TI offers a range of ancillary components, including ultra-low power microcontrollers, power conversion and battery management circuits and RF devices, as well as user/design resources such as application notes, tools and software.
Figure 3: TI’s eZ430 – RF2500 RFID development kit, one of a range that is suitable for RF energy harvesting applications.
Sourcing a solution that already includes the RF energy-harvesting receivers can be a smart move, as the optimum design configuration can require significant RF expertise. In the case of rectenna based solutions, specialized equipment to measure the complex impedance of the antenna. US manufacturer Powercast, for example, offers a range of Powerharvester receivers, and is recognized as one of the leading vendors of RF power harvesting technology.
In operation, the Powerharvester stores energy directly in a battery for short-range applications. Alternatively, energy can be accumulated in a capacitor before directly powering circuits or charging batteries. The receivers are designed with a 50 ohm input to work with standard or custom antennas.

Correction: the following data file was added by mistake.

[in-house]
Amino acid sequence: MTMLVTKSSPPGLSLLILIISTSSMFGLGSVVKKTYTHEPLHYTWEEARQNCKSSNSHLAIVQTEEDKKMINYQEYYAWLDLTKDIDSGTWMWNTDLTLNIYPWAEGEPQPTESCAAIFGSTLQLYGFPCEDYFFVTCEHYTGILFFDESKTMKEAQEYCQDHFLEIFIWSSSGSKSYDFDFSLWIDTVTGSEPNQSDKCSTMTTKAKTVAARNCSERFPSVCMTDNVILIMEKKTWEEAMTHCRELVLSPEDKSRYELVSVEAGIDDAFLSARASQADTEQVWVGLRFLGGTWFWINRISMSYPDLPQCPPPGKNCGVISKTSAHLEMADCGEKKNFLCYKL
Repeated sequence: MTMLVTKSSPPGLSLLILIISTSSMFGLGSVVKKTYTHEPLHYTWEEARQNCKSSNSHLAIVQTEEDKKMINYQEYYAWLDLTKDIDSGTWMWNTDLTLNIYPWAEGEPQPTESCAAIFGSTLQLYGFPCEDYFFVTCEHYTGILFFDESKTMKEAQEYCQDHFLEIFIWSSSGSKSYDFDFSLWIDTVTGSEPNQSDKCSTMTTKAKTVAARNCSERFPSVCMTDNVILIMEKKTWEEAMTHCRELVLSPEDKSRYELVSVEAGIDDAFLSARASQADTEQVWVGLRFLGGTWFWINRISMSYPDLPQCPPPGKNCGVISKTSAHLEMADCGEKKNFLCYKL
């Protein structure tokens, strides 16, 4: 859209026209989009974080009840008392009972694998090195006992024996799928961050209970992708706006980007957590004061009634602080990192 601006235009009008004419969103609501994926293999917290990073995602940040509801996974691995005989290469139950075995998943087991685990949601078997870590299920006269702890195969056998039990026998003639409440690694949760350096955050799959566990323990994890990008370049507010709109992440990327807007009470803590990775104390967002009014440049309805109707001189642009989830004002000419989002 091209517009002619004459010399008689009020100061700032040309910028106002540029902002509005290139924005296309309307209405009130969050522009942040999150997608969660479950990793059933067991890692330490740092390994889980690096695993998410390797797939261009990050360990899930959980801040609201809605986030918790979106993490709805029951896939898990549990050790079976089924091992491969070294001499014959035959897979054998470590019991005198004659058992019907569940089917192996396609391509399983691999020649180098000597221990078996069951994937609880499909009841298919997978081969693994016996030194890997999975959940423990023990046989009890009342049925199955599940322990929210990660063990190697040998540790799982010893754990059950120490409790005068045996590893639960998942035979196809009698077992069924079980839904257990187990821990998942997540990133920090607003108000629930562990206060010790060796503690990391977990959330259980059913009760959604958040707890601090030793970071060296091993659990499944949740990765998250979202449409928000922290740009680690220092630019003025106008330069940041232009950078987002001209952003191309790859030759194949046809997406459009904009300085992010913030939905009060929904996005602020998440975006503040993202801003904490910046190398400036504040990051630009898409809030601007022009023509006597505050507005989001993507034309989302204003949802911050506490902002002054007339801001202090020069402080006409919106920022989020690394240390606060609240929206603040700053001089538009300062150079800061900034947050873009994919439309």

Powercast partners with a number of multinational solutions providers to deliver comprehensive development kits. TI’s eZ430–RF2500, illustrated in Figure 3 above, can be used in conjunction with Powercast’s P2110 Powerharvester evaluation board. The combined solution provides 915 MHz, 3 W power and data transmitter, 6 dBi directional antenna, 1 dBi omnidirectional antenna and additional storage with the THINERGY® micro-energy cells (MEC) from Infinite Power Solutions.
Microchip Technology also partners with Powercast to offer the TPWR001 Lifetime Power Energy Harvesting development kit. Designed to enable the development of battery-free wireless sensor applications, it uses the Powercast P2110 Powerharvester receiver to convert RF energy into DC power. This scavenged energy is used to provide a regulated output voltage to a wireless sensor node.
Figure 4: Microchip’s TPWR001 Lifetime Power Energy Harvesting development kit.